(Forty years ago last Saturday, on Feb. 2, l973, a shootout at the north edge of Falls City left a l9-year-old St. Joseph, MO, youth dead after 35 minutes of pure terror for the number of persons involved. The Journal staff felt the re-telling would be interesting to today’s readers.)
It was just about straight up noon when three cars came racing by the Journal office, shots coming from the car in front being fired at the two cars behind. Sirens were blaring. The chase through the city was on.
Chief of Police Ivan Bieck and Patrolman Lester “Perk” Sailors had been keeping track by police radio of the report that Kansas State troopers were chasing two youths who were headed north toward Falls City on Highway 73. Bieck and Sailors stationed their patrol car just north of viaduct and had been there only minutes when a green Buick came speeding across the viaduct at a high rate of speed, on the wrong side of the highway. The police car gave chase with sirens blaring. At l3th Street State Trooper Robert Strickland, who had been summoned while at home and now was southbound, did a quick l80 and joined the pursuit, lights on and siren going full blast.
This reporter grabbed a Journal camera and headed out, a probable “scoop” in hand.
Up ahead Roy Kirkendall, a salesman for K. E. Morehead Auto Co., slowed to a stop on the highway, waiting for the oncoming traffic to get by him, before turning into the Zentner Phillips 66 station, approximately where Personal Care, Inc. now is located. A car swished around him on the shoulder on the east side of the road and then went into a spin and stopped as it came back on the highway. Kirkendall completed his turn into the station and out of the corner of his eye saw the male passenger in the stalled car on the highway opening the car door and shooting down the highway. Then both occupants were shooting down the highway, the male with a pistol and the female with a rifle.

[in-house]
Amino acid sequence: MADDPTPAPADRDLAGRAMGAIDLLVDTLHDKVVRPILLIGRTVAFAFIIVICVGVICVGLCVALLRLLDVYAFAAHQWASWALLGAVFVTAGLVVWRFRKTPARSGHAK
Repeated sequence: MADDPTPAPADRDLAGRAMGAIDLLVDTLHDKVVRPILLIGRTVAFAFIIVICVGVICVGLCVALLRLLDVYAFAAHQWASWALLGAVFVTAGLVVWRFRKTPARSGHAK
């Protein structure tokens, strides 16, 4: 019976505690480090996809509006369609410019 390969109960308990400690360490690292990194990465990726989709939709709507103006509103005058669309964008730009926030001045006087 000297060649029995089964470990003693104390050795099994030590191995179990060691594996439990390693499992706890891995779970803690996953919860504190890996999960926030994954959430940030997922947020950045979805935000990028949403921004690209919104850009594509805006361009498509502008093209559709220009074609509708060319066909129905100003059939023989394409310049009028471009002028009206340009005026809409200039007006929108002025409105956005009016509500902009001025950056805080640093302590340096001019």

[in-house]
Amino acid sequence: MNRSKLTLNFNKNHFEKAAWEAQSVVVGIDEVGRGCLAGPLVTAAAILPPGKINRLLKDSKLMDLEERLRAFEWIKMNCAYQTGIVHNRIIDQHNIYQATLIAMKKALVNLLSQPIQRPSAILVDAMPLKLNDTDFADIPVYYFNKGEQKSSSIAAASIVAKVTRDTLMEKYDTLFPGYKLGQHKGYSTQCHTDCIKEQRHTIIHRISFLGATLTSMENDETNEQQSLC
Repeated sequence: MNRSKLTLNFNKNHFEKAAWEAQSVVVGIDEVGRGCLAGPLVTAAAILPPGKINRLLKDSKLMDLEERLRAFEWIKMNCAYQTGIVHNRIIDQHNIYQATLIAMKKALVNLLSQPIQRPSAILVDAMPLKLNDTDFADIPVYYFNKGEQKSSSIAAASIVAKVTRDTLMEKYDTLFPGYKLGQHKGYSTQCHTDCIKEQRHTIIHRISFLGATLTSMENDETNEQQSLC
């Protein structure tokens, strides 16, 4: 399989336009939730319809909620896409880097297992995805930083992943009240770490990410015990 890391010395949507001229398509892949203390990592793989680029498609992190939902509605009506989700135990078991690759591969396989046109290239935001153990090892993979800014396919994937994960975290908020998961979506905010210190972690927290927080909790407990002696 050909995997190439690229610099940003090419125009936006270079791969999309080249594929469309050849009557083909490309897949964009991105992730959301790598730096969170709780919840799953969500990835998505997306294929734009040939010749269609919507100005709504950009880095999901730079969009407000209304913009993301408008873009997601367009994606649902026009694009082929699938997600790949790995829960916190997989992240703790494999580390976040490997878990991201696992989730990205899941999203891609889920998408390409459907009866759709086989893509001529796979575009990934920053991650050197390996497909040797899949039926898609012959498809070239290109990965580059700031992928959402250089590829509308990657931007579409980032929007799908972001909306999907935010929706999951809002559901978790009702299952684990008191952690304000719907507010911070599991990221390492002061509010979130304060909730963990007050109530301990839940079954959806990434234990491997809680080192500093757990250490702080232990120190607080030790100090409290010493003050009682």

Trooper Strickland had pulled up, had gotten out of his car when the youth with the pistol pinned him down. The red-headed girl ran into the service station. Bill Lee, who had just purchased the station, his son David, 9, and Herb Killingsworth, an employee, were standing inside. They had seen the Buick spin out of control.
The girl yelled at Lee, “You’re being covered, see if the keys are in that car (the Chevelle deserted by Kirkendall). I’m using you as a shield and I have a knife in your back—walk to the car and don’t pull nothing funny.” It was Bill Lee’s lucky day.
“I just knew that woman was going to put me into that car and take me with her,” he later said.
She jumped into the driver’s and headed north out of the station to pick up her companion, who had ran from his hideout. She didn’t reckon with the freezing mist which had put a glaze on the highway. As she turned north she “lost it,” the car skidding into a ditch on the east side of the road and turning over on its side.
Just to the north Subby Lombardo had left his Fireside Inn and was headed south on the highway. He noticed the police cars with red lights flashing at the service station and thought there had been a wreck. Patrolman Gene Ramer frantically waved him into the station. As Subby got out of his car, a shot was fired. He crawled into the station then quickly called Fireside Inn where his father Sam Lombardo and his brother Jim and two cleaning ladies were inside to warm them of what was happening. Jim grabbed a gun and stood at the front door.